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Fifty babies a year are alive after abortion

London Sunday Times | November 30, 2005By Lois Rogers

A GOVERNMENT agency is launching an inquiry into doctors’ reports that up to 50 babies a year are born alive after botched National Health Service abortions.

The investigation, by the Confidential Enquiry into Maternal and Child Health (CEMACH), comes amid growing unease among clinicians over a legal ambiguity that could see them being charged with infanticide.

The Royal College of Obstetricians and Gynaecologists, which regulates methods of abortion, has also mounted its own investigation.

Its guidelines say that babies aborted after more than 21 weeks and six days of gestation should have their hearts stopped by an injection of potassium chloride before being delivered. In practice, few doctors are willing or able to perform the delicate procedure.

For the abortion of younger foetuses, labour is induced by drugs in the expectation that the infant will not survive the birth process. Guidelines say that doctors should ensure that the drugs they use prevent such babies being alive at birth.

In practice, according to Stuart Campbell, former professor of obstetrics and gynaecology at St George’s hospital, London, a number do survive.

“They can be born breathing and crying at 19 weeks’ gestation,” he said. “I am not anti-abortion, but as far as I am concerned this is sub-standard medicine.”

The number of terminations carried out in the 18th week of pregnancy or later has risen from 5,166 in 1994 to 7,432 last year. Prenatal diagnosis for conditions such as Down’s syndrome is increasing and foetuses with the condition are routinely aborted, even though many might be capable of leading fulfilling lives. In the past decade, doctors’ skill in saving the lives of premature babies has improved radically: at least 70%-80% of babies in their 23rd or 24th week of gestation now survive long-term.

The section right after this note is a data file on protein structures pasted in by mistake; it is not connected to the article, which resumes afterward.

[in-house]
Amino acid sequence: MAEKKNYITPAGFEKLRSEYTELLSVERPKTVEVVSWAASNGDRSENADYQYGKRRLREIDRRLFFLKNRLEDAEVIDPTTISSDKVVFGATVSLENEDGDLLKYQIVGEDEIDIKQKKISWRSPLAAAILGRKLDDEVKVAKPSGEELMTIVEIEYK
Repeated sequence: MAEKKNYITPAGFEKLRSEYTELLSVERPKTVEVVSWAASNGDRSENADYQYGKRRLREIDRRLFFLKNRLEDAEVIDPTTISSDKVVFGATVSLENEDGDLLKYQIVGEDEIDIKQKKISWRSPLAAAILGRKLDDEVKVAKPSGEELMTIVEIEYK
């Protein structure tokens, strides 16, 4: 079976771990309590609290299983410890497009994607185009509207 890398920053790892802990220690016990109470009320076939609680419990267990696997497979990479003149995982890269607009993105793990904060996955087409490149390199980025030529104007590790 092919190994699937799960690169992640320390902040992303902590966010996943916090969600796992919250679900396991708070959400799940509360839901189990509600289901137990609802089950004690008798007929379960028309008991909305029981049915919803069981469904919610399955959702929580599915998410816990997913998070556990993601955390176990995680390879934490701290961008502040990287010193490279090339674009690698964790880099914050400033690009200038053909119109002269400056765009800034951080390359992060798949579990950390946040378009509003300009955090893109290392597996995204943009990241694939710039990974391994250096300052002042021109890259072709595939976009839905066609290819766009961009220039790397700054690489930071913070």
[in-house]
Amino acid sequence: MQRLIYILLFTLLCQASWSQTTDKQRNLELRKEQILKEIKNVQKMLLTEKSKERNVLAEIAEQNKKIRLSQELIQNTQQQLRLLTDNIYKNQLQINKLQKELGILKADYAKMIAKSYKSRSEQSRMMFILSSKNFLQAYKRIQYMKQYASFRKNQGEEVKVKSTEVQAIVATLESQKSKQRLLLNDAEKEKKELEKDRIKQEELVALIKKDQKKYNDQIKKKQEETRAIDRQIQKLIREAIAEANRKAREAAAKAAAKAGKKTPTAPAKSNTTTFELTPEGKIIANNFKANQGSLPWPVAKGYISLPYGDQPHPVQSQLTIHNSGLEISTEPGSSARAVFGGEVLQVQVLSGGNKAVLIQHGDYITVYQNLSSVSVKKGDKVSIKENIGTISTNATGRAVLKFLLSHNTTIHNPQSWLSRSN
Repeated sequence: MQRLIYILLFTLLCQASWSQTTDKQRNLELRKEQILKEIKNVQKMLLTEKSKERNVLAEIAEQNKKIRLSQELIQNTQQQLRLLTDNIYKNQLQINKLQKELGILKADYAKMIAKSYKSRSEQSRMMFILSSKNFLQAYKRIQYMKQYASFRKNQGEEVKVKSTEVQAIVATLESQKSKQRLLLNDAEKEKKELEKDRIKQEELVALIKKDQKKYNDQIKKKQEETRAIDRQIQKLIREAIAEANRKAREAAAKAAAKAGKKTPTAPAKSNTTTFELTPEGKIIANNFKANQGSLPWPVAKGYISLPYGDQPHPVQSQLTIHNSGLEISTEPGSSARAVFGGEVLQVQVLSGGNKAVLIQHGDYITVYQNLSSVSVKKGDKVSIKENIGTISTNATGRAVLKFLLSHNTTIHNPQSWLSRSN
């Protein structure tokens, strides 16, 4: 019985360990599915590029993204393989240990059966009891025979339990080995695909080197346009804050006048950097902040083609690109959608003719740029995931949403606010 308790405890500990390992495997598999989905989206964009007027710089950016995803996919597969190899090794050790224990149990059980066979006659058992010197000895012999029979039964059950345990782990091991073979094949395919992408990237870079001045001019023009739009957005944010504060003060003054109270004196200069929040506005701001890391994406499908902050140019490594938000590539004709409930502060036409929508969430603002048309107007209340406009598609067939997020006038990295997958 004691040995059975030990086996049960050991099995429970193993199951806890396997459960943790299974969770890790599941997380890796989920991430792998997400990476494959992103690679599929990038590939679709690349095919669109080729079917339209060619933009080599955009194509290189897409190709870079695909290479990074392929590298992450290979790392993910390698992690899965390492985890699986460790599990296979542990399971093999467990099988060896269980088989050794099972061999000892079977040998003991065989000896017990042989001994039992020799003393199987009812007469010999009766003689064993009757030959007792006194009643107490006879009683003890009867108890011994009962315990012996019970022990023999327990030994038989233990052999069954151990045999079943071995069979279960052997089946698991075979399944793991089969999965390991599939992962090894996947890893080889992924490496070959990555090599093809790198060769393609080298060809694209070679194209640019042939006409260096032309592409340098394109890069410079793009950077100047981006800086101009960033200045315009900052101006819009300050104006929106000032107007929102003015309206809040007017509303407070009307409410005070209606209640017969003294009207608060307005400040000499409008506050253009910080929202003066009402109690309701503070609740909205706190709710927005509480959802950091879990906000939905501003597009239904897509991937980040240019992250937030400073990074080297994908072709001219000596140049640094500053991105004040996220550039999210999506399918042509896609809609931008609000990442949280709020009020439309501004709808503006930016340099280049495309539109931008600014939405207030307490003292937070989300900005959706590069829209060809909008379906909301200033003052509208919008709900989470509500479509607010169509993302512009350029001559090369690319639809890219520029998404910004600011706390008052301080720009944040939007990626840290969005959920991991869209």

Abortion on demand is allowed in Britain up to 24 weeks — more than halfway through a normal pregnancy and the highest legal limit for such terminations in Europe. France and Germany permit “social” abortions only up to the 10th and 12th weeks respectively.

Doctors are increasingly uneasy about aborting babies who could be born alive. “If viability is the basis on which they set the 24-week limit for abortion, then the simplest answer is to change the law and reduce the upper limit to 18 weeks,” said Campbell, who last year published a book showing images of foetuses’ facial expressions and “walking” movements taken with a form of 3-D ultrasound.

The Department of Health was alerted three months ago to the issue of babies surviving failed terminations. In August clinicians in Manchester published an analysis of 31 such babies born in northwest England between 1996 and 2001.

“If a baby is born alive following a failed abortion and then dies (because of lack of care), you could potentially be charged with murder,” said Shantala Vadeyar, a consultant obstetrician at South Manchester University Hospitals NHS Trust, who led the study.

A systematic investigation of data collected through the CEMACH indicated that there are at least 50 cases a year nationwide in which babies survive abortion attempts.

“First sight of our data suggests this is happening,” said Shona Golightly, the agency’s research director. She said official confirmation of the figures would be available next year.

It is not known how many babies who survive attempted abortions go on to live into adulthood.

Paul Clarke, a neonatal intensive care specialist in Norwich, has treated a boy born at 24 weeks after three failed abortion attempts. The mother decided to keep the child, who is now two years old but is suffering what doctors call “significant ongoing medical problems”.

“The survival of this child was not recorded in any official statistics,” Clarke said. “There is nothing at the moment to force abortion practitioners to account for their failures.”

The issue will be highlighted by Gianna Jessen, 28, who survived an attempt to abort her. She is to speak at a parliamentary meeting on December 6 organised by the Alive and Kicking campaign, which is lobbying for a reduction of the abortion limit to 18 weeks.

Jessen, a musician from Nashville, Tennessee, was left with cerebral palsy but is to run in the London marathon next April to raise funds for fellow sufferers.

“If abortion is about women’s rights, then what were my rights?” she asked.

“If people are going to talk about abortion, then it’s important for them to know that these are babies that can be born alive and survive.”


Last modified December 1, 2005





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